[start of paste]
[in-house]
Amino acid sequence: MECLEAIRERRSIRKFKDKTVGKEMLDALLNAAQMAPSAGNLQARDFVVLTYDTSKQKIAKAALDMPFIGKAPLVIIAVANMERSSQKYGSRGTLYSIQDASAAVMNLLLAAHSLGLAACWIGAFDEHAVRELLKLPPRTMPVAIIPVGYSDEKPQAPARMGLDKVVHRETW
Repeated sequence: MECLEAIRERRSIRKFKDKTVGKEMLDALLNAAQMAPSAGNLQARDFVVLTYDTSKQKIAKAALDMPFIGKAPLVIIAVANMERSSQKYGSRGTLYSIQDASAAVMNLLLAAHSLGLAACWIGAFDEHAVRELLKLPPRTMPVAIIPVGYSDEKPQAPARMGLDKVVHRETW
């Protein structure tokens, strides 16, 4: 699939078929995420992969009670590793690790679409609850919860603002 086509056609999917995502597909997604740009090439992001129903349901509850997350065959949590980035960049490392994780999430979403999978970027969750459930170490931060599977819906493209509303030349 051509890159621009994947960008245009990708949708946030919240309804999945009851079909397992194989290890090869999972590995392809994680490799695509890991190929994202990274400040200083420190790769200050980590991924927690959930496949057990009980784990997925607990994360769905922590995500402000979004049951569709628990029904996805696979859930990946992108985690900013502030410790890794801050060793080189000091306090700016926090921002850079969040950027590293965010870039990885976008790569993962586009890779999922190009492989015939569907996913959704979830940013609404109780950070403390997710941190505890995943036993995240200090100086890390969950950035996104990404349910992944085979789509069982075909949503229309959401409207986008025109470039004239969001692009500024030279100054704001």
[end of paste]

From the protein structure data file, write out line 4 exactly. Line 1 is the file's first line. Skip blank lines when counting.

């Protein structure tokens, strides 16, 4: 699939078929995420992969009670590793690790679409609850919860603002 086509056609999917995502597909997604740009090439992001129903349901509850997350065959949590980035960049490392994780999430979403999978970027969750459930170490931060599977819906493209509303030349 051509890159621009994947960008245009990708949708946030919240309804999945009851079909397992194989290890090869999972590995392809994680490799695509890991190929994202990274400040200083420190790769200050980590991924927690959930496949057990009980784990997925607990994360769905922590995500402000979004049951569709628990029904996805696979859930990946992108985690900013502030410790890794801050060793080189000091306090700016926090921002850079969040950027590293965010870039990885976008790569993962586009890779999922190009492989015939569907996913959704979830940013609404109780950070403390997710941190505890995943036993995240200090100086890390969950950035996104990404349910992944085979789509069982075909949503229309959401409207986008025109470039004239969001692009500024030279100054704001």